'Tis the season of rejection. Independent filmmakers spent the fall pushing through the post process to get their projects ready for Sundance, SXSW, Berlin, Rotterdam, Tribeca, and on and on. And as those festivals come and go, they leave in their wake many, many broken dreams for those who didn't make the cut.
I have been on the downside of this equation and yes, it sucks. Films are personal. If you did your job right there's a little of your soul in them. When your film is rejected, it's basically impossible to be objective about it. You want the very best life for this thing you've brought into the universe. And despite the advances in DIY distribution you really just can't beat the power of a good festival premiere, and the associated publicity, to register on your audience's radar.
I have had films premiere at Sundance, Toronto, SXSW and Tribeca. I have also been rejected by those same festivals (and others) many, many times over. Did those rejections sting? Definitely. Some of them hit me really hard. But now that a few years have passed and I can view the situation from a slightly more removed vantage point, I find I am actually grateful. No, seriously, I am.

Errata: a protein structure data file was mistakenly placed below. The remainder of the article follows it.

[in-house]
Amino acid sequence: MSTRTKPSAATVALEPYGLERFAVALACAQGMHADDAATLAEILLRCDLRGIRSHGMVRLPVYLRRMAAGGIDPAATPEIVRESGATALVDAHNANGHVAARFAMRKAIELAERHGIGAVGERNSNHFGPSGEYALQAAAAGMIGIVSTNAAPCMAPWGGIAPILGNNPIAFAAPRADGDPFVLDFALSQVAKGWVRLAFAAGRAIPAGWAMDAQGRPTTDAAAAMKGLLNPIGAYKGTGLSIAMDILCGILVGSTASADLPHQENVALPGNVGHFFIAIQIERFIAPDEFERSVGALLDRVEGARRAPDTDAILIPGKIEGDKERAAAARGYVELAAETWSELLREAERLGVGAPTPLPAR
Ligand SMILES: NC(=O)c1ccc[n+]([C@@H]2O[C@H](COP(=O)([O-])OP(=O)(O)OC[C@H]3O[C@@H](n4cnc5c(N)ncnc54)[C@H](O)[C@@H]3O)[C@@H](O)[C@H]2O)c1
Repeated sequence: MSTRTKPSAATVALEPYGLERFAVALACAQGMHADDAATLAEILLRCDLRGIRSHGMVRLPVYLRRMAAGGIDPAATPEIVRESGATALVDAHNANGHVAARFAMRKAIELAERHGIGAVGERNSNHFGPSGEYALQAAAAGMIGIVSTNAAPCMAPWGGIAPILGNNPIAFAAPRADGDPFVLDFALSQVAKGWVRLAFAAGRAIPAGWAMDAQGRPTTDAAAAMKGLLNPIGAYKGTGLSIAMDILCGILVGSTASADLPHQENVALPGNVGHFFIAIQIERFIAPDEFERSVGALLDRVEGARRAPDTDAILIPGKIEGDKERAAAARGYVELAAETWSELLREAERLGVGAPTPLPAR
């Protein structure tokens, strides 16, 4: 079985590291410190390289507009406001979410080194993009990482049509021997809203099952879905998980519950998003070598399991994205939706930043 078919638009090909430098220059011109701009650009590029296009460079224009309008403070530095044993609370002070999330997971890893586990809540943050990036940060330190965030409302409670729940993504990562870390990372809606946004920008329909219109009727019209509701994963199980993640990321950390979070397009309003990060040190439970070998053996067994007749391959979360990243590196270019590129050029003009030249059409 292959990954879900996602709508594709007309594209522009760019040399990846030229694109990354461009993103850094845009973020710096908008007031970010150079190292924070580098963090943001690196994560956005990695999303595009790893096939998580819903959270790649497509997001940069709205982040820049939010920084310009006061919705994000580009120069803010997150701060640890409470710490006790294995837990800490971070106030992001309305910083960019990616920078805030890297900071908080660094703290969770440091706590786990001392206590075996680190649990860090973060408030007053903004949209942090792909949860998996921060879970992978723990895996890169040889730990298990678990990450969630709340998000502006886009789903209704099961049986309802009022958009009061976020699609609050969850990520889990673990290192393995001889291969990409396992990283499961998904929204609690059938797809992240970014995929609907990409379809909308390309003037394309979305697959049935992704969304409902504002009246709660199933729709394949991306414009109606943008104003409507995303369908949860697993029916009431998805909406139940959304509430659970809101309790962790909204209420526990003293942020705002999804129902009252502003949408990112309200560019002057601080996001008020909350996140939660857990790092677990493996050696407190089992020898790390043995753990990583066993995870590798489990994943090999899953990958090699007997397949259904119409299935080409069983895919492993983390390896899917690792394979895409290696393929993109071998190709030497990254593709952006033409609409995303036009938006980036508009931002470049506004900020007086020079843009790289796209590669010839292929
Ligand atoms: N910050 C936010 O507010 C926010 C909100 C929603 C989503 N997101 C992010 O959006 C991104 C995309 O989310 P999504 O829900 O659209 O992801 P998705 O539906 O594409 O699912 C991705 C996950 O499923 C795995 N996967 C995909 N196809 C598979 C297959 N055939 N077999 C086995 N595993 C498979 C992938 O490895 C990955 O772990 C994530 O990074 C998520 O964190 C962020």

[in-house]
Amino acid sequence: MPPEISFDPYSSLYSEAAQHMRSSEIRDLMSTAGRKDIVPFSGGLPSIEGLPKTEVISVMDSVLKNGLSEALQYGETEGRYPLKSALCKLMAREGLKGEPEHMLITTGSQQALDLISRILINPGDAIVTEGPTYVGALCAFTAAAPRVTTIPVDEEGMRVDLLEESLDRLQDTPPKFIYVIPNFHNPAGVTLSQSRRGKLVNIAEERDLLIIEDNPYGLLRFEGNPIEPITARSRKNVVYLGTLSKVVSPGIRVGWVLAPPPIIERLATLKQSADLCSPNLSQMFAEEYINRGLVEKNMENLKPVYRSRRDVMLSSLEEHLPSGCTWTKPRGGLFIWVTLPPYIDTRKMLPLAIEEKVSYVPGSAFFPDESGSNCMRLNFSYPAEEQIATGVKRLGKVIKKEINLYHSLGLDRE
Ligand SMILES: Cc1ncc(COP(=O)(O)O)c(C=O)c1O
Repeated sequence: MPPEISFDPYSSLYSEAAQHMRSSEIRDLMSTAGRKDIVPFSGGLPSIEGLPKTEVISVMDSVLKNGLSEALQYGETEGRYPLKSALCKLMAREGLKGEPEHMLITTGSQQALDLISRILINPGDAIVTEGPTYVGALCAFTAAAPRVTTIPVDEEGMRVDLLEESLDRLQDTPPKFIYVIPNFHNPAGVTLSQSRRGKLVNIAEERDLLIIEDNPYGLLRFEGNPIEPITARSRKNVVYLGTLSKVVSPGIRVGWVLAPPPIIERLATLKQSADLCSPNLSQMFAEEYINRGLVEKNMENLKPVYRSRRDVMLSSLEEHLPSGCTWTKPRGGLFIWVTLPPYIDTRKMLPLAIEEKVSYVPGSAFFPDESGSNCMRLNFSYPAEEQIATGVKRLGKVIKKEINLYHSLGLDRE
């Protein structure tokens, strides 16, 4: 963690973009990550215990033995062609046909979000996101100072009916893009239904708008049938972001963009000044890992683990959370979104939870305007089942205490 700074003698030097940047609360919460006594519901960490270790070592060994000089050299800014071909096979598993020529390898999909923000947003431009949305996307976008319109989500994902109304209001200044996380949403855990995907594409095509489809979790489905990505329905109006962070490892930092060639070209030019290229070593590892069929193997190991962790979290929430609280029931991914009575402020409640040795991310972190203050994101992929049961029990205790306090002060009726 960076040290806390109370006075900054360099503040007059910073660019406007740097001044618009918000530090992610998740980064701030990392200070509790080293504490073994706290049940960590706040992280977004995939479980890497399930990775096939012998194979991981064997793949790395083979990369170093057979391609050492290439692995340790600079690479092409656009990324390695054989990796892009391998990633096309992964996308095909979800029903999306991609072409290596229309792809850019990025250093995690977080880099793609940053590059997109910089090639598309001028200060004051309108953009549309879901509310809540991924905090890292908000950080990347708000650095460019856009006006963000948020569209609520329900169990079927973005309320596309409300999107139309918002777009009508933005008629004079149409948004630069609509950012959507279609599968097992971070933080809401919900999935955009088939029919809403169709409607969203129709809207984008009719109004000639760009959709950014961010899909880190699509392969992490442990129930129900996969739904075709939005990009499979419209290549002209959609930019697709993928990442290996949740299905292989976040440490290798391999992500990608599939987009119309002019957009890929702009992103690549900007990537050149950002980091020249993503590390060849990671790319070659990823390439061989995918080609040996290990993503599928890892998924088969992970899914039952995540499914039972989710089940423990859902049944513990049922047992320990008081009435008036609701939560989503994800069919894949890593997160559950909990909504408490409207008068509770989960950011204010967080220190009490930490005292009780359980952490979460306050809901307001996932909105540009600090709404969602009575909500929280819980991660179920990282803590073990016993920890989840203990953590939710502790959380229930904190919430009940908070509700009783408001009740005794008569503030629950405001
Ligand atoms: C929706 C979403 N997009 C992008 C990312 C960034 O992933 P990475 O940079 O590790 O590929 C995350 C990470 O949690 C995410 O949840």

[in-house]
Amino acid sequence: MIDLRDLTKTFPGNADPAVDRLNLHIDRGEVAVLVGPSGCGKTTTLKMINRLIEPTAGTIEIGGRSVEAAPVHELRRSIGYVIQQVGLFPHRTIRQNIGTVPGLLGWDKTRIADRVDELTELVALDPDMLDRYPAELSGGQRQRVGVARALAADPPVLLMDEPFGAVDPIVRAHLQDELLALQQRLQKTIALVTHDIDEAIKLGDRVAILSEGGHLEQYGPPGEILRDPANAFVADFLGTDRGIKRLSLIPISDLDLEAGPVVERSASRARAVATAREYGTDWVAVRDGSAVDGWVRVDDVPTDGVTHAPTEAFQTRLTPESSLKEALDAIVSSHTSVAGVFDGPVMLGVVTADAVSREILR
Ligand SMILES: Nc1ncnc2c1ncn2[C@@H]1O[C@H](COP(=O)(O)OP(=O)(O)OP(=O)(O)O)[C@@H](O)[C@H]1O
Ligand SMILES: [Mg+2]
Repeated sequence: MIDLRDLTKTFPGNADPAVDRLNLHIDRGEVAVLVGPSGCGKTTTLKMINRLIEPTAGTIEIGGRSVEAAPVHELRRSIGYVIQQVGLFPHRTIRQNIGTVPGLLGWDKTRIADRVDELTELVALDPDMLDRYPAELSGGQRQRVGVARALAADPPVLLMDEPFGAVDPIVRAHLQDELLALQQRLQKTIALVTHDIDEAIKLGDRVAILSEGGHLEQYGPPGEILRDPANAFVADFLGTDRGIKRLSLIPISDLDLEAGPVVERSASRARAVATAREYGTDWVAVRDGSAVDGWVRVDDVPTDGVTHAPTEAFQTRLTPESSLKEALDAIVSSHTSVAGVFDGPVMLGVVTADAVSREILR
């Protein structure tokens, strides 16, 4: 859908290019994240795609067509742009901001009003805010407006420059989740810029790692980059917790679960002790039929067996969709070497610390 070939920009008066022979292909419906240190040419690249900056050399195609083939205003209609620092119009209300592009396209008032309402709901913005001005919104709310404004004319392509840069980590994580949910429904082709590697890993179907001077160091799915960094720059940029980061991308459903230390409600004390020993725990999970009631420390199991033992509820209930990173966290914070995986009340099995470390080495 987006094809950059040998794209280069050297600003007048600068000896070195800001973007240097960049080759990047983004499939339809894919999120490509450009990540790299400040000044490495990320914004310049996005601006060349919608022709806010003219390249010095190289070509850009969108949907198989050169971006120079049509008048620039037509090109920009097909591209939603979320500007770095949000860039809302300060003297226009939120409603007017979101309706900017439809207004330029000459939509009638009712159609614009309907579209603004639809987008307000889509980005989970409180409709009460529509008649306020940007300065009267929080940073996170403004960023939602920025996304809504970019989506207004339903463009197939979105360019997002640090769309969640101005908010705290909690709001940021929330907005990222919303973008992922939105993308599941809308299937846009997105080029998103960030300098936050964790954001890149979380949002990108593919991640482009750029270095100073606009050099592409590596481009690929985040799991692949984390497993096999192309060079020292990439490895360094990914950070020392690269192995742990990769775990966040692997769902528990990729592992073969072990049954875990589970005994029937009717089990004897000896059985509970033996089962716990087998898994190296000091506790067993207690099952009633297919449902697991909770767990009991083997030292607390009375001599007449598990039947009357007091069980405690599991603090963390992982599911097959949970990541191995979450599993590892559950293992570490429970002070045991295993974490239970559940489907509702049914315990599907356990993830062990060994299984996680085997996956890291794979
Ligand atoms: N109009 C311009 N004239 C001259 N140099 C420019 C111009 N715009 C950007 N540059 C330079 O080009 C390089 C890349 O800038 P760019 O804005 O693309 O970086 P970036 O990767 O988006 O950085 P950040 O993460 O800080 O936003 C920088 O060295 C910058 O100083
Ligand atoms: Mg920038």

I'm grateful for the humility those rejections instilled, the pragmatism they inspired, the way they stripped away any sense of entitlement I might have felt for success. Because I'm not entitled to it. No one is.
I'm not usually one for sports references, but accepting defeat and then heading back on the field is the only way anyone has ever won a championship. And let me tell you, getting seven consecutive rejection letters from Sundance has a way of making you really appreciate it when suddenly the phone rings on the eighth. My touchdown dance was a sight to see.
But with all due respect and gratitude to the festivals that eventually did accept my films, I also know this: Experts are wrong all the time. People who program film festivals are generally smart, savvy people with highly attuned taste, but they'd be the first to tell you that they make mistakes. They allow great films to slip through their fingers. They have bad days where they watch films with less patience or get bullied by the marketplace to give precious slots to less deserving films that might have more draw. They are gatekeepers and they are needed in this world, but they aren't perfect.
Ultimately, as filmmakers we will face rejection. Honestly, the rejection we face at the festival level is great training for the rejection we will continue to face consistently throughout our careers. It's a tough and competitive business and you've got to keep your heart, your wits, and your humility intact.
And at the end of the day if you have made a film that speaks to something authentic, that connects with even one other person, it can get rejected from every festival in the world and you've still accomplished something pretty magical.